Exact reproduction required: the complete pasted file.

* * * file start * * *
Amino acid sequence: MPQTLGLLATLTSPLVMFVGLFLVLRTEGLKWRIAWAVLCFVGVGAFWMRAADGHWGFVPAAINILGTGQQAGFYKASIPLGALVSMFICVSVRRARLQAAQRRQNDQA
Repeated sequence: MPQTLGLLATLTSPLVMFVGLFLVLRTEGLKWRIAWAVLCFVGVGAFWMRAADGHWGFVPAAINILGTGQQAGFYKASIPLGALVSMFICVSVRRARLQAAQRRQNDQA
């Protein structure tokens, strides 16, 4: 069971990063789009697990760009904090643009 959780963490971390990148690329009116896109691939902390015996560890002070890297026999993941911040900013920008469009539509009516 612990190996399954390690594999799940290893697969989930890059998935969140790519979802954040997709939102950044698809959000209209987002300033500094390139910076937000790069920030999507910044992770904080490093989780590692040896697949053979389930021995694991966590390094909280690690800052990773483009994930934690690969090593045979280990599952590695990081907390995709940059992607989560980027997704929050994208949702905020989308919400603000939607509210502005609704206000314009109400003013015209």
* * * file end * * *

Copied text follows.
Amino acid sequence: MPQTLGLLATLTSPLVMFVGLFLVLRTEGLKWRIAWAVLCFVGVGAFWMRAADGHWGFVPAAINILGTGQQAGFYKASIPLGALVSMFICVSVRRARLQAAQRRQNDQA
Repeated sequence: MPQTLGLLATLTSPLVMFVGLFLVLRTEGLKWRIAWAVLCFVGVGAFWMRAADGHWGFVPAAINILGTGQQAGFYKASIPLGALVSMFICVSVRRARLQAAQRRQNDQA
């Protein structure tokens, strides 16, 4: 069971990063789009697990760009904090643009 959780963490971390990148690329009116896109691939902390015996560890002070890297026999993941911040900013920008469009539509009516 612990190996399954390690594999799940290893697969989930890059998935969140790519979802954040997709939102950044698809959000209209987002300033500094390139910076937000790069920030999507910044992770904080490093989780590692040896697949053979389930021995694991966590390094909280690690800052990773483009994930934690690969090593045979280990599952590695990081907390995709940059992607989560980027997704929050994208949702905020989308919400603000939607509210502005609704206000314009109400003013015209």